He read aloud, the following passage. I suggest you read it aloud, too. Then roll up your mental yoga mat and go about your day, with just a little bit more gratitude for the simplest of things.
by Rabbi Rami Shapiro, PhD
What are you grateful for?
Start with the biggies: your kids, your marriage (maybe your divorce), life, a good job (or maybe
just a job), family, friends, that kind of stuff. Then work on the Hallmark things: babies, puppies, daisies, sunsets, and babies playing with puppies among the daisies at sunset.
But what about your shoes? Are you grateful for your shoes?
Before you answer this question, take a close look at your shoes. You may have more than one pair, so pick the pair you wear the most. If they are in your closet, go and examine them. If they are on your feet, take them off, and let’s have a look.
Start with the soles. Are they worn down or have you had your shoes resoled recently? What about the backs of the shoes: are they crushed from cramming your feet into the shoe by forcing the backs down to make room for the ball of your foot? When you take your shoes off, do you untie them or just crush the backs with the ball of the opposite foot and kick them off? Even if they are loafers, do you take them off or scrape them off? And when you do take them off, where do you put your shoes? Do you toss them in a closet where they can bet stepped on as you rummage for other things, or do you fill them out with a shoetree? How shiny are your shoes? When was the last time you polished them? Are your shoelaces in good condition or are they frayed and about to wear through?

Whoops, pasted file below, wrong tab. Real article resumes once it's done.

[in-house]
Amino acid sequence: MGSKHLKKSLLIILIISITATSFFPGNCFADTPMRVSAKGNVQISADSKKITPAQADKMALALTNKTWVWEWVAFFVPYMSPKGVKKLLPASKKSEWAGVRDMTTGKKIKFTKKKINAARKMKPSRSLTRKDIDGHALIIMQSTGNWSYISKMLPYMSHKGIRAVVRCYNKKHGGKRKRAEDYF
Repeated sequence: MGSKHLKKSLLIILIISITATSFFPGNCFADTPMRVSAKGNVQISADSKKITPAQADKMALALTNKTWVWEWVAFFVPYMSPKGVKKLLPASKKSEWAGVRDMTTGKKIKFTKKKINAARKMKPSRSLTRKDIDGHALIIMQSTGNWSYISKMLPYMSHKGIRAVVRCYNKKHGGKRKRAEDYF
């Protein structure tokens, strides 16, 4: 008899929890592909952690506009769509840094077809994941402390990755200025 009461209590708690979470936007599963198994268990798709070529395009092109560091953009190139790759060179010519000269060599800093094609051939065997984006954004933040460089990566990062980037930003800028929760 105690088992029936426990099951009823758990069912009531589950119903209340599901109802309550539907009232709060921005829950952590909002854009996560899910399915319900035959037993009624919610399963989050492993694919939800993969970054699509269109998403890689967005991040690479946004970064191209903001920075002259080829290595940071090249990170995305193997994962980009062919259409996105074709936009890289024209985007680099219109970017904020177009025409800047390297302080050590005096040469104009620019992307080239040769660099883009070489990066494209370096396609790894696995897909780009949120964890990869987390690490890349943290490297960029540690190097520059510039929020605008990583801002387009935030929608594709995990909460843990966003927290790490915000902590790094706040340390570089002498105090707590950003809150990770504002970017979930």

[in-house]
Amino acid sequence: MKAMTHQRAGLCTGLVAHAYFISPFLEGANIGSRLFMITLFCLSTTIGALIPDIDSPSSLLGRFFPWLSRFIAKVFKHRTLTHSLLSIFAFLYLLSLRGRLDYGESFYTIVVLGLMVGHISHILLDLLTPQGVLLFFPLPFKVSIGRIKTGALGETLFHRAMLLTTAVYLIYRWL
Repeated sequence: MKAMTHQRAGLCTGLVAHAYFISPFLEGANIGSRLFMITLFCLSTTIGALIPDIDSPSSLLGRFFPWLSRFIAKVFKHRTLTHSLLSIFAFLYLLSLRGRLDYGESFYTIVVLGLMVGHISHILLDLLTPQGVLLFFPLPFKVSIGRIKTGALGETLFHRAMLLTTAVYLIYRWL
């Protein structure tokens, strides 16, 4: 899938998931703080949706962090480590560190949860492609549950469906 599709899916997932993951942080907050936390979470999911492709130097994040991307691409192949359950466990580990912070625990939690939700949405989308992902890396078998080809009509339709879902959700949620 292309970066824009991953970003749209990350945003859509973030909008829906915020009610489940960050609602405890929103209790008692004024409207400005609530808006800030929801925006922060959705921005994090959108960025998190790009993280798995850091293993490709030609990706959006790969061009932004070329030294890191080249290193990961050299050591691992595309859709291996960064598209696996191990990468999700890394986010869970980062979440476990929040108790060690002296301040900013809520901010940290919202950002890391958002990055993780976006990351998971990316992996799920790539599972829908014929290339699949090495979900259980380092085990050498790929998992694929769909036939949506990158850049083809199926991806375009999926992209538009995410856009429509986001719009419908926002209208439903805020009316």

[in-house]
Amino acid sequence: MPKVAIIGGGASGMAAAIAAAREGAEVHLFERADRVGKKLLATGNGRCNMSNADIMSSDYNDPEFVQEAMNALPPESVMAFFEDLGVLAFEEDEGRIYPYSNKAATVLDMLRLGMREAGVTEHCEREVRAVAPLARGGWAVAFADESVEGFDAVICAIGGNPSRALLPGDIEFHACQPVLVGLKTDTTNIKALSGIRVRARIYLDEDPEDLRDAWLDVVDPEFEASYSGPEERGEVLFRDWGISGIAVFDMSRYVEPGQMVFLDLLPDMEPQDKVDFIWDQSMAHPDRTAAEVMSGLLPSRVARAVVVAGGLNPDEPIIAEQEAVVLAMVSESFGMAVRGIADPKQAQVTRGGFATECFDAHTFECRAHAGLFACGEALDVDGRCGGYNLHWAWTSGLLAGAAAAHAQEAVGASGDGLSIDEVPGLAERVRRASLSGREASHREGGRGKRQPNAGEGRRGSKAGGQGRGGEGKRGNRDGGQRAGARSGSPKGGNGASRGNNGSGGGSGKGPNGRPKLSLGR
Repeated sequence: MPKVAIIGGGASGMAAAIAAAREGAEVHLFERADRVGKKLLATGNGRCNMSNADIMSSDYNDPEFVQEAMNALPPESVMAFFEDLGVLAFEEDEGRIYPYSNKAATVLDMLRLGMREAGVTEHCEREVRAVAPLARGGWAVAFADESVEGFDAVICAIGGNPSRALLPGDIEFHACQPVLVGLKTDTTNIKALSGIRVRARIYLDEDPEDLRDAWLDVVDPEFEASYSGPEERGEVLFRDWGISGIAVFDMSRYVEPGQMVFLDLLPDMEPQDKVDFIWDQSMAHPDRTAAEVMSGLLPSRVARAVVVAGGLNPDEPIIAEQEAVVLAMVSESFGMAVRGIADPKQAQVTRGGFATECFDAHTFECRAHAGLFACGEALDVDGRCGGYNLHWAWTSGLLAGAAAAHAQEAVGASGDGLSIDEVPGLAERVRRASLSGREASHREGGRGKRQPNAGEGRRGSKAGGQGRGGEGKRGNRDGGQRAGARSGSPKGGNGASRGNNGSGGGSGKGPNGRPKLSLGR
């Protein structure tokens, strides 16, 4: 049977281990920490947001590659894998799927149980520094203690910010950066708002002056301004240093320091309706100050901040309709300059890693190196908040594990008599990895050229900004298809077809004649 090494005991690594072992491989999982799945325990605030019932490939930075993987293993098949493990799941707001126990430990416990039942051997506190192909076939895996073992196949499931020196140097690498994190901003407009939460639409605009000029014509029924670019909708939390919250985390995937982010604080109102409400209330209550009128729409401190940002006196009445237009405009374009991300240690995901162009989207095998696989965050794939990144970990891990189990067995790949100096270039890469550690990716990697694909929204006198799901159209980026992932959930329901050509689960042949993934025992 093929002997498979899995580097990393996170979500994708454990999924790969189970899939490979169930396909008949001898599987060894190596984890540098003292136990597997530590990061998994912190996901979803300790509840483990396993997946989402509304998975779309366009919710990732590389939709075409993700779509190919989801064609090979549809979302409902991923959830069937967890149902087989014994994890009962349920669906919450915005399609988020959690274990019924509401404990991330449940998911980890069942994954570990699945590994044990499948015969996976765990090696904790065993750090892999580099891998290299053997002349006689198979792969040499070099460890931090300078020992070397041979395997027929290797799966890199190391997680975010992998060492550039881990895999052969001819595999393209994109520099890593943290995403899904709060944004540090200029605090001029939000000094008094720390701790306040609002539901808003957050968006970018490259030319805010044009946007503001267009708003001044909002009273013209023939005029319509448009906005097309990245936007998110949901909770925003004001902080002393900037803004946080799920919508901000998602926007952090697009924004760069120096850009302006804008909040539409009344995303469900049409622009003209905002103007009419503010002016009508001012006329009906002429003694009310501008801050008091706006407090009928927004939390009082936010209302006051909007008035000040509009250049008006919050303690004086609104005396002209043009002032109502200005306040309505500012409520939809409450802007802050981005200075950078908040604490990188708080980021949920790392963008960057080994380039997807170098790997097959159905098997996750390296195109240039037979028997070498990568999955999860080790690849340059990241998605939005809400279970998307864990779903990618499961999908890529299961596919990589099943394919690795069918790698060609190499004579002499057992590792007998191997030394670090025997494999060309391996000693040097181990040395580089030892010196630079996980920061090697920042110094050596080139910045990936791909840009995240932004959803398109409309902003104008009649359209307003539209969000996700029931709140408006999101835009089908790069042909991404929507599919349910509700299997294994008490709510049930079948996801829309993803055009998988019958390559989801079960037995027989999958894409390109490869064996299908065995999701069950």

Keep the answers in mind as you walk about outside barefoot. Go ahead: walk about a block without your shoes on to protect your feet. Some people live in areas where walking barefoot is hazardous. Even those who don’t, usually find walking without shoes painful when rocks, sticks, and debris tear into their feet.
So let me ask you again: are you grateful for your shoes?
Of course you are. They protect your feet, and your feet need protecting. And even if your feet need no protection there are some restaurants you love visiting that won’t let you in without shoes, so, if for no other reason, you may feel grateful to your shoes because they get you into those restaurants to eat. But feeling grateful isn’t enough. Do you showgratitude to your shoes? Does your feeling grateful translate into being grateful and does your being grateful translate into your doing grateful?
The answer is in your shoes. Broken back shoes, scuffed shoes, worn down shoes, shoes that show signs of neglect and abuse answer the question about gratitude far more powerfully than any words you might utter or emotions you might feel. Gratitude is more than something you feel, it is something you do. Gratitude is a verb.